Anaphylactic Shock

Are You At Risk From Anaphylaxis And Do You Need An EpiPen?

Any allergic reaction is worth investigating as even if you only reacted mildly the first time as future reactions can be much more severe. Other complications such as Asthma can also place you at a higher risk, it is important to consult your doctor if you have a suspected unconfirmed allergy.

Your doctor will advise you on the tests and precautions necessary for your particular allergy and may refer you on to specialist services. If anaphylaxis is suspected, managing the risks and being prepared become the priorities. It is important to know your triggers and limit exposure as much as possible but also be prepared for an unexpected reaction at all times.

Allergy New Zealand is also a great resource for people with allergies, EpiPens and other helpful information.

6 Common Allergens That Can Cause Severe Allergic Reactions

An allergy is often only discovered when the person is exposed to the specific allergen, this is why people sometimes do not realise they are allergic. Some of the more common allergens that can cause severe allergic reactions are:

  1. Pollen from grass and trees
  2. Animal dander (skin, scales or flakes from animals as well as animal saliva)
  3. Latex in rubber products
  4. Moulds
  5. Dust mites
  6. Insect bites and stings
  7. Foods including peanuts, eggs, seafood and dairy.

Peanuts

How To Administer An EpiPen Injection?

It is important to use an EpiPen exactly as prescribed by your doctor. Follow all instruction and carry out the injection exactly as demonstrated.

The following information is given as a guide only.

  • The EpiPen is usually injected into the muscle of your outer upper thigh (this can be performed through clothing if necessary)
  • The EpiPen will need to be swung or pushed with force into the thigh until it “Clicks”.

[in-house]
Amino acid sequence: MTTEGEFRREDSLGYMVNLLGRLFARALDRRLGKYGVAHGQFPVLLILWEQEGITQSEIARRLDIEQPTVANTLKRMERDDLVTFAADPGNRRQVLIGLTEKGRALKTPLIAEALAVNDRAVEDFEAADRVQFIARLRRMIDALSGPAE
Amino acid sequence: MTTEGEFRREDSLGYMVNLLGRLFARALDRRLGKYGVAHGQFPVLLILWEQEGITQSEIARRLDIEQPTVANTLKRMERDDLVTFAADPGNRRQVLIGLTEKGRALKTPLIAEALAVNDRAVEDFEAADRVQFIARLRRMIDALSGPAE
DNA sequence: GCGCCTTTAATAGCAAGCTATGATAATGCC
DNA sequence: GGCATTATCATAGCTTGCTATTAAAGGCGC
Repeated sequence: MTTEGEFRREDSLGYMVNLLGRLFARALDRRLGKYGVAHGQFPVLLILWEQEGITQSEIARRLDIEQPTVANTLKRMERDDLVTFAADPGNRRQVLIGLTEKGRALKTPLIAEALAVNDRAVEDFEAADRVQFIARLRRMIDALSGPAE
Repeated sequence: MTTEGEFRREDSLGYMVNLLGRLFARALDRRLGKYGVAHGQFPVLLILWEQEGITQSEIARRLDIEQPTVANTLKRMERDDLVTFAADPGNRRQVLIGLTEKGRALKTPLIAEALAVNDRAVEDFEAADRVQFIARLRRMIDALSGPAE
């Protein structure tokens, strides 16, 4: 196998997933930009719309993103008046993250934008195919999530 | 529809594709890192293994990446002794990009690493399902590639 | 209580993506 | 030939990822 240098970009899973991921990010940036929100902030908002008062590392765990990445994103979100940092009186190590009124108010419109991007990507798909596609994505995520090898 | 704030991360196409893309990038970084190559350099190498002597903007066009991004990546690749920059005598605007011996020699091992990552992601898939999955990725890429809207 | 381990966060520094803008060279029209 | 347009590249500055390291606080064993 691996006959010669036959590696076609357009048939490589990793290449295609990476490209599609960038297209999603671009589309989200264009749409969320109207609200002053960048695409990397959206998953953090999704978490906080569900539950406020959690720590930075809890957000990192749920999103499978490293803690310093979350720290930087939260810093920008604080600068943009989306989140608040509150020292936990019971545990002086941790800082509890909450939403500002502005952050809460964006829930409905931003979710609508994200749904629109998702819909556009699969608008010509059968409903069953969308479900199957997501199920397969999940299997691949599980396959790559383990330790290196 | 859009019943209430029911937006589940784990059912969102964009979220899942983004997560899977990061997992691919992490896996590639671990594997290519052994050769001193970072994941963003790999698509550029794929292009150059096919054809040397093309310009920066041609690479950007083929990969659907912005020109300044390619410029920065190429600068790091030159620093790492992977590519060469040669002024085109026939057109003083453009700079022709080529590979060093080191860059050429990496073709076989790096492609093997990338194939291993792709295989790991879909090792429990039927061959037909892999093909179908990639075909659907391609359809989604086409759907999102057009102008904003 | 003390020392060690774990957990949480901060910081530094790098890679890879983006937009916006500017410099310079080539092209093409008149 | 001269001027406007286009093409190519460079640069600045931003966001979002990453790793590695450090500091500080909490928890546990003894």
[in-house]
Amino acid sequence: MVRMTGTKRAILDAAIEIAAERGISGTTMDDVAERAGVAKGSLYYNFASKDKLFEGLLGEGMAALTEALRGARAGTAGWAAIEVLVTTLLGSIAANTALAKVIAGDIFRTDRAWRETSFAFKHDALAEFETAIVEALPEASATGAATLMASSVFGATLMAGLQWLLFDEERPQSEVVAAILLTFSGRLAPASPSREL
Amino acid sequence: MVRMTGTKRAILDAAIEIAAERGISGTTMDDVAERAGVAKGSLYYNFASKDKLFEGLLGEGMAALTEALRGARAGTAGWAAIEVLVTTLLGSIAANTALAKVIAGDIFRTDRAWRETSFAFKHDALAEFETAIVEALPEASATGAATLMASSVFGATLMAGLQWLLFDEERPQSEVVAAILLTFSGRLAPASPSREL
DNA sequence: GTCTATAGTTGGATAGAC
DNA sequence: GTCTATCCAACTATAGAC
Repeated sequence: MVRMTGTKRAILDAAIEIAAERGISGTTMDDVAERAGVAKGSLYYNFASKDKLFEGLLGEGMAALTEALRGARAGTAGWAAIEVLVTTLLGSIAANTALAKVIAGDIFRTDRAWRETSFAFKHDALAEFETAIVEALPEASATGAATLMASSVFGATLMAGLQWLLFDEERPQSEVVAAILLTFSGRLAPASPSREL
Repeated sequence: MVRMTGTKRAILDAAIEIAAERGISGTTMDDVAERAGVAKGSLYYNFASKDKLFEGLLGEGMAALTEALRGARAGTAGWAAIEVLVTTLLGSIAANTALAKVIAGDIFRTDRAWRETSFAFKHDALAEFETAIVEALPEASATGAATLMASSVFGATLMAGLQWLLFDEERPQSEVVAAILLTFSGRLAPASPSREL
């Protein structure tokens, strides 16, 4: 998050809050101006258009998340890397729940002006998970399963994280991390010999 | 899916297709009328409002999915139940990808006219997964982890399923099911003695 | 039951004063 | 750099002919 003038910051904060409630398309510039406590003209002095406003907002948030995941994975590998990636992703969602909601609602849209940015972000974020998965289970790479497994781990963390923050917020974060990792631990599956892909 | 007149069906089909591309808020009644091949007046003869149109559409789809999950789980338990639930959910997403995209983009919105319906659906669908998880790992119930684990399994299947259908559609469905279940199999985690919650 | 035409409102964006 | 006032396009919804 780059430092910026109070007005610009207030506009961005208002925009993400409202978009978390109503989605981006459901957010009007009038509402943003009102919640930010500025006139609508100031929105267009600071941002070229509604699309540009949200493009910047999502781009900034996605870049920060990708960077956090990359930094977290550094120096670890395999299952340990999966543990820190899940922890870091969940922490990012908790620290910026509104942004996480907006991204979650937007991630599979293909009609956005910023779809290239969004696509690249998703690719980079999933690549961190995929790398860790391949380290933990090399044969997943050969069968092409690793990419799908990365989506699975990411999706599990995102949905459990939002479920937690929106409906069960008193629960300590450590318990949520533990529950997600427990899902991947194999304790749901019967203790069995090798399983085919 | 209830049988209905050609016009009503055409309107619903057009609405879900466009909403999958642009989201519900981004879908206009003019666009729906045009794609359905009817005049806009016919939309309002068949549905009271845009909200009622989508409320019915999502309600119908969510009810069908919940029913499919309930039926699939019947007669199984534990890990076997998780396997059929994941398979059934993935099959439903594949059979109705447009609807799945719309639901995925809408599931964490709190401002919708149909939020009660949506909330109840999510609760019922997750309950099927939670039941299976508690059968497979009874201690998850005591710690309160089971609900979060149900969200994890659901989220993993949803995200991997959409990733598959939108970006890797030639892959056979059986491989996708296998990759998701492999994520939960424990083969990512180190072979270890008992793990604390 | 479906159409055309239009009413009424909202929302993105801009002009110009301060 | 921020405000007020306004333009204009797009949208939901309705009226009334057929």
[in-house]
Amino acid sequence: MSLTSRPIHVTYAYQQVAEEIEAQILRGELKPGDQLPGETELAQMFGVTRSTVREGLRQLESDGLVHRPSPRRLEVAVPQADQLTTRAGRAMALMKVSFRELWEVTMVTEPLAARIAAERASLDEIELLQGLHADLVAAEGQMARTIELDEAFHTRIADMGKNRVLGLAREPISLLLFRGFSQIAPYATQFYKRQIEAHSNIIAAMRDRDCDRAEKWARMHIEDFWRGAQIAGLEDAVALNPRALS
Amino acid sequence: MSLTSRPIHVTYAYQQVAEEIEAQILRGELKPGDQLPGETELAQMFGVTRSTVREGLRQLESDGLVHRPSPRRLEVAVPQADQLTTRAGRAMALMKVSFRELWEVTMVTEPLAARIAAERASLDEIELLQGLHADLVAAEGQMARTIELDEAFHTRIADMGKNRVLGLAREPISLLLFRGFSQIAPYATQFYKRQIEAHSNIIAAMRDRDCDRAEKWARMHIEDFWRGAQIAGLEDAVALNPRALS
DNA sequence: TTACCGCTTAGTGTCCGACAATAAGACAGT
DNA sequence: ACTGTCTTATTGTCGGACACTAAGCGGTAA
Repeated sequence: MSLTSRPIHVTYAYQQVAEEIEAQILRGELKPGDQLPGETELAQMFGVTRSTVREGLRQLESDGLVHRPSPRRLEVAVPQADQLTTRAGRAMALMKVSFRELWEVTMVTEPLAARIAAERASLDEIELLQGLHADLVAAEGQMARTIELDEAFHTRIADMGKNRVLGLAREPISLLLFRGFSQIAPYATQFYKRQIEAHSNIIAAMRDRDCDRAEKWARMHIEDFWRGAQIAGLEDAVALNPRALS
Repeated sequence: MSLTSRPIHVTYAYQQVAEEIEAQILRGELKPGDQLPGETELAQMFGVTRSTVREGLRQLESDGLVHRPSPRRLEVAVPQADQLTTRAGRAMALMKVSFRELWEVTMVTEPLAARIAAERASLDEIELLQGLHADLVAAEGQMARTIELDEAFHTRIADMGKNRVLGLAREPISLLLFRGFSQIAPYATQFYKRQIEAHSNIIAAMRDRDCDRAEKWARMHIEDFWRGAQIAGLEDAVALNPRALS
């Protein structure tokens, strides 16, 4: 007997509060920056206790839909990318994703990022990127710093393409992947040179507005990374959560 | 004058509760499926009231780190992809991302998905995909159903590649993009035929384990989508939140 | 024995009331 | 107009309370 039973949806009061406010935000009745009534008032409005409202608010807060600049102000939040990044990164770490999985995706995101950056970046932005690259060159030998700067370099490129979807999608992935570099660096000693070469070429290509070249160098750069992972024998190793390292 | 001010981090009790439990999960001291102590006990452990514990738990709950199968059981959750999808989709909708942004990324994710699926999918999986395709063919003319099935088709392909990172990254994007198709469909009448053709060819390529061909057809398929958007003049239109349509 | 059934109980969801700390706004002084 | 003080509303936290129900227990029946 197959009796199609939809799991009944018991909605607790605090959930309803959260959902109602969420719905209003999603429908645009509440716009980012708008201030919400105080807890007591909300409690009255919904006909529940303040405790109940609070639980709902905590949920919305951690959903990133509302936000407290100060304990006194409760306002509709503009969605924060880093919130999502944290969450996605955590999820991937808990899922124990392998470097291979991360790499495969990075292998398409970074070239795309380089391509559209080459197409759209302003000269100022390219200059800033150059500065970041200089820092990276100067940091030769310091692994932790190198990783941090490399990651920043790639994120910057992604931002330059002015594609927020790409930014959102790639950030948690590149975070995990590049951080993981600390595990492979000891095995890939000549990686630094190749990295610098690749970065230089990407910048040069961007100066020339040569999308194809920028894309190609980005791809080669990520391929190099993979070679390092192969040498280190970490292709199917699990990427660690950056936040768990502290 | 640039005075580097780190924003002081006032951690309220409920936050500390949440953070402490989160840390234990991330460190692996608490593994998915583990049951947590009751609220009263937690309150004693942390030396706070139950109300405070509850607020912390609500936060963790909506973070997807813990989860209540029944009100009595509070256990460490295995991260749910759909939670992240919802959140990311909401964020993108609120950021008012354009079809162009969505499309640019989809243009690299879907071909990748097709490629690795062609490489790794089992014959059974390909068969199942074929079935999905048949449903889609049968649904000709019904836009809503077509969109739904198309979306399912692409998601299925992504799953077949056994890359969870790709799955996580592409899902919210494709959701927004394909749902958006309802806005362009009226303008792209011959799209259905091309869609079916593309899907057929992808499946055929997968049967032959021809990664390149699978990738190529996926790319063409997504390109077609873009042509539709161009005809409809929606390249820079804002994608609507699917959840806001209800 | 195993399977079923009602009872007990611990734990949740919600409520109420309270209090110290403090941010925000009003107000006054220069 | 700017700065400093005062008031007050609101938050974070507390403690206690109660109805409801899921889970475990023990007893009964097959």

• Hold the EpiPen firmly for approximately 3 seconds then release.

For more detailed information please see the EpiPen How To Guide here.

8 Things You Should Know About Your EpiPen

If you need to carry an EpiPen there are some things you should know.

  1. The orange end holds the needle which injects the adrenaline.
  2. Do not refrigerate your EpiPen.
  3. Do not store an EpiPen a car subject to extreme changes in temperature.
  4. Always replace your EpiPen before the expiry date.
  5. Replace your EpiPen if you notice any discolouration or particles in the tube.
  6. Keep the EpiPen out of reach of children.
  7. Do not inject into hands, feet, ears, nose, buttocks, or into a blood vessel.
  8. There can be side effects to using Epinephrine.

Side Effects Of Epinephrine

Like most medicines, Epinephrine can cause side effects in different people. Some of the more common side effects are paleness, dizziness, weakness, restlessness, anxiety, tenseness, shaking, headaches or throbbing.

Serious side effects can include chest pain, increased or irregular heart rates and a stroke. For  a more complete list of side effects please see your doctor or pharmacist.

Medical Conditions And Medications To Be Aware Of

Certain medical conditions may mean care is needed when using an EpiPen, this includes things like asthma, diabetes, high blood pressure and heart disease, pregnancy. For a complete list of medical conditions please see the Allergy NZ website.